Ossiach Declaration on the uptake of ICT for Agriculture
Ossiach Declaration on the uptake of ICT for Agriculture, Forestry, Rural Viability and Environmental Management
The “Club of Ossiach”, a group of agriculturists, agribusiness managers, agriculture technologists and agricultural ICT specialists from around the world, met at Ossiach between 17-19 June 2013 at the “AgriFuture Days” Conference. They reviewed current trends and possible discontinuities resulting from political, social, environmental and technological changes, potentially impacting on the future of agriculture, farming, rural viability, food and nutrition worldwide.
The Club of Ossiach recognized that:
- Almost a third of the world’s population is vulnerable to poverty and malnutrition, respectively is marginal in its current food and nutritional security, has concerns of its food safety and reliability of its supply.
- The resource poor small holder farmers of the world are the poorest and the bottom of the heap of the hungry.
- The world today faces severe environmental changes and damages. In addition it cannot continue to exploit natural resources in the current unsustainable manner.
- Information and Communication Technologies (ICTs), nanotechnology, biotechnology, materials and space technology among many other technological innovations, individually and jointly, are essentially unsynchronized. This negatively influences human progress and development including agriculture, food security and rural viability. We have to create a bio-based economy (accepting the sustainability rules of nature) transforming industry, business and services.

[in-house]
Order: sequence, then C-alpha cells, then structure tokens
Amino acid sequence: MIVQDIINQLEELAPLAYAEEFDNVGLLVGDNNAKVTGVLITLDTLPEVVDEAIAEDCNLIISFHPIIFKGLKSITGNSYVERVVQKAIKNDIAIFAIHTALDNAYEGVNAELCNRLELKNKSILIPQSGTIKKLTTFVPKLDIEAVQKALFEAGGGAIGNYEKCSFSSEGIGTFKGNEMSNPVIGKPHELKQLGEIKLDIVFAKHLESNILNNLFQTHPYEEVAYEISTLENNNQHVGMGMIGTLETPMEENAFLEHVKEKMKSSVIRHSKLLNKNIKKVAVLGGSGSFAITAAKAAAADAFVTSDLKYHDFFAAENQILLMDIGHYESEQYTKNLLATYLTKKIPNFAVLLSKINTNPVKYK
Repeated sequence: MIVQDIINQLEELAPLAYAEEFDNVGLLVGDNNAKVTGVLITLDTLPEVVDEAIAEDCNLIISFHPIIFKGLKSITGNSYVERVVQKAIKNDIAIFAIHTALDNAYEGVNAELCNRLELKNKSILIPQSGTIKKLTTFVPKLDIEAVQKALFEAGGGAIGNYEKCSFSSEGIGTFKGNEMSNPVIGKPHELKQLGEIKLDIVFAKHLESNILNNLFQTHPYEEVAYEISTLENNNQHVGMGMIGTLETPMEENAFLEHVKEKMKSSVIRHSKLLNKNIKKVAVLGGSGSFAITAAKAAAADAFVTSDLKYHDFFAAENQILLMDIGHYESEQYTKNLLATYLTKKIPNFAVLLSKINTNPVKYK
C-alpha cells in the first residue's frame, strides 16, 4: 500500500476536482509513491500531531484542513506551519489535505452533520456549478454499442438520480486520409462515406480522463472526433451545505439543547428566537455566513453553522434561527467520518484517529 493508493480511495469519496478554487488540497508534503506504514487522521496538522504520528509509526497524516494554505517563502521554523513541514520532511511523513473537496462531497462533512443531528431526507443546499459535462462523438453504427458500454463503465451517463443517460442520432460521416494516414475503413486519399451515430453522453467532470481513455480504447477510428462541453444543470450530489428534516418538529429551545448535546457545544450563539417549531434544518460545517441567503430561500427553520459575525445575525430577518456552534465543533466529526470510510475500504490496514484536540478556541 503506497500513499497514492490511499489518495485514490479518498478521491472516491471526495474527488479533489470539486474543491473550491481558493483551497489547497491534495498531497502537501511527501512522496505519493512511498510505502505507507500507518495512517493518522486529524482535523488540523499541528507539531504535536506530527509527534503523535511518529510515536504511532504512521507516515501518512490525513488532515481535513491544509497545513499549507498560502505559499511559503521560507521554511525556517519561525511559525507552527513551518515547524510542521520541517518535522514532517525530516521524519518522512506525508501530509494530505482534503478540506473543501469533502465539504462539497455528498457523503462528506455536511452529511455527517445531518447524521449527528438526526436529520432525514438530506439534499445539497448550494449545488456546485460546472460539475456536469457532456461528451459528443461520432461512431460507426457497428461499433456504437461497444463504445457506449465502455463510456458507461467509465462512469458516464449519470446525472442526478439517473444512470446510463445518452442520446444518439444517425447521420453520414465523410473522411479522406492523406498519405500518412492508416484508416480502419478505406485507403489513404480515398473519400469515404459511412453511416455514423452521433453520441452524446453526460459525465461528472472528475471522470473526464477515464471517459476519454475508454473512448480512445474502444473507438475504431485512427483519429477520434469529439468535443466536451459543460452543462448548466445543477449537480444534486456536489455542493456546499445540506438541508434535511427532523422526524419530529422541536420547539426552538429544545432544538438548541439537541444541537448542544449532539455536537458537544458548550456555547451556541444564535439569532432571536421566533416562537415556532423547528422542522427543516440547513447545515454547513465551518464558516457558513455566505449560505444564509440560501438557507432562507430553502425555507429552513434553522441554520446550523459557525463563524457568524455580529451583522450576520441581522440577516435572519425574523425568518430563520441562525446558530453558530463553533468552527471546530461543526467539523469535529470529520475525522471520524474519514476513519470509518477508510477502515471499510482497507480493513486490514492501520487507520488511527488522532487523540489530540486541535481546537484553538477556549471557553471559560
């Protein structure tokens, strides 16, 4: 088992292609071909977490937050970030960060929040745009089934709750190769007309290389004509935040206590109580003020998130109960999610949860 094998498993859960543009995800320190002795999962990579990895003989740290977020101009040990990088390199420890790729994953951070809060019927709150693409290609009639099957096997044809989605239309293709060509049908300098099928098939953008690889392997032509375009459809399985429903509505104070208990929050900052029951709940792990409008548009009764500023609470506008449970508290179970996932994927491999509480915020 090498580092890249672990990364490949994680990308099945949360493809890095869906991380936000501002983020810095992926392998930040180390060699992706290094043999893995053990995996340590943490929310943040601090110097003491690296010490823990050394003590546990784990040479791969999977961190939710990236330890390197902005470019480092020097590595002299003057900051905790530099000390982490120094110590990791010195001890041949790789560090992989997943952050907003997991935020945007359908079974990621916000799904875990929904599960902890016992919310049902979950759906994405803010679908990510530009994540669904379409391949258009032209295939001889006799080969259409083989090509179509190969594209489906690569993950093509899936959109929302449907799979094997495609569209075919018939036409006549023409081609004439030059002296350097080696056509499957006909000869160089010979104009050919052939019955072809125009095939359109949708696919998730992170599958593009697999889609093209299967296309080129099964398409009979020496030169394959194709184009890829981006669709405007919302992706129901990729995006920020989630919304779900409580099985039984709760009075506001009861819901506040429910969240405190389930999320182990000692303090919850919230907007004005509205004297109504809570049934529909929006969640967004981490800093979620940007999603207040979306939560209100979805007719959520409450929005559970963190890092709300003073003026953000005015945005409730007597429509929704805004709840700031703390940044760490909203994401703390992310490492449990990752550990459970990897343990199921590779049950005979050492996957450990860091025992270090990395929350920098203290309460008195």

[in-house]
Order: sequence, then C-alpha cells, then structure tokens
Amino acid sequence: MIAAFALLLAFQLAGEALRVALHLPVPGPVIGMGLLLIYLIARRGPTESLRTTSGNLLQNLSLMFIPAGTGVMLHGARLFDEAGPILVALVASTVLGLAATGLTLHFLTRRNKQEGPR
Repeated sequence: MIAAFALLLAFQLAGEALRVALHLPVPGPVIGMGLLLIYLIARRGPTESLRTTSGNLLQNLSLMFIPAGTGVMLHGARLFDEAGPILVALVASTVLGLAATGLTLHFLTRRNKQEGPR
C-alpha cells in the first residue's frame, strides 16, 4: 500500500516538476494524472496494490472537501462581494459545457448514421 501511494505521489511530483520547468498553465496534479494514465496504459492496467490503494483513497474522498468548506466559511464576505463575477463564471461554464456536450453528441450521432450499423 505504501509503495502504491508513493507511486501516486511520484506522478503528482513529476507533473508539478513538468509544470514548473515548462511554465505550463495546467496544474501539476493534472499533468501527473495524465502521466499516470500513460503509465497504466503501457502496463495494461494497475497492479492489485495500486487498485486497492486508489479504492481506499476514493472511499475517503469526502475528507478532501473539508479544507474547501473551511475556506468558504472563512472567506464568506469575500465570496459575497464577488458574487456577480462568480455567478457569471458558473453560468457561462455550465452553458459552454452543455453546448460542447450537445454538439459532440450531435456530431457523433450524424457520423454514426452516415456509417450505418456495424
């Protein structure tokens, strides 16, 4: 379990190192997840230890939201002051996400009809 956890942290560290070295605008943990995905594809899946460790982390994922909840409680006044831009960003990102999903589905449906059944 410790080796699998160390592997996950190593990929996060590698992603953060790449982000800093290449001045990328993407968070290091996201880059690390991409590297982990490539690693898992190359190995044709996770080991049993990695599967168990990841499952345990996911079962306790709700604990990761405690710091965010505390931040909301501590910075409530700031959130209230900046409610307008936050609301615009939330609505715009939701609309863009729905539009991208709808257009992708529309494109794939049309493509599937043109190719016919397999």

- The potential to feed the world, to use natural resources and safeguard the environment depends on judicious change and use of technology.
- However, the poorest of the world not only suffer the most but may miss from benefitting from this economic and technological transformation.
The Club of Ossiach focus on ICTs identified the following key points in adoption of ICT in agriculture
- Agricultural contribution to rural communities is not limited to agrotechnology and production efficiencies. To a large extent it is the result of ICT innovations and their implementation.
- ICT adoption for agriculture impacts on rural community sustainability and an unlimited variety of products, economic benefits, technical improvements and social enhancement.
- ICT will be most effective as an incentive and agent of change when used at points of stakeholder cooperation. Stakeholders can be expected to be a major motivating factor for adopting ICT supported agricultural production and rural sustainability.
- Stakeholders participation in ICT development and implementation of innovative initiatives must include farmers, extension, scientists, agricultural and social services, students, rural residents and sector supporting entities. This “Bottom –Up” inclusion complements the now conventional “Top Down” model.
The Club of Ossiach, recognized that these technologies:
- Create promising choices including the change of the nature of information. This will make it easier to distribute, share and utilize data, information and knowledge.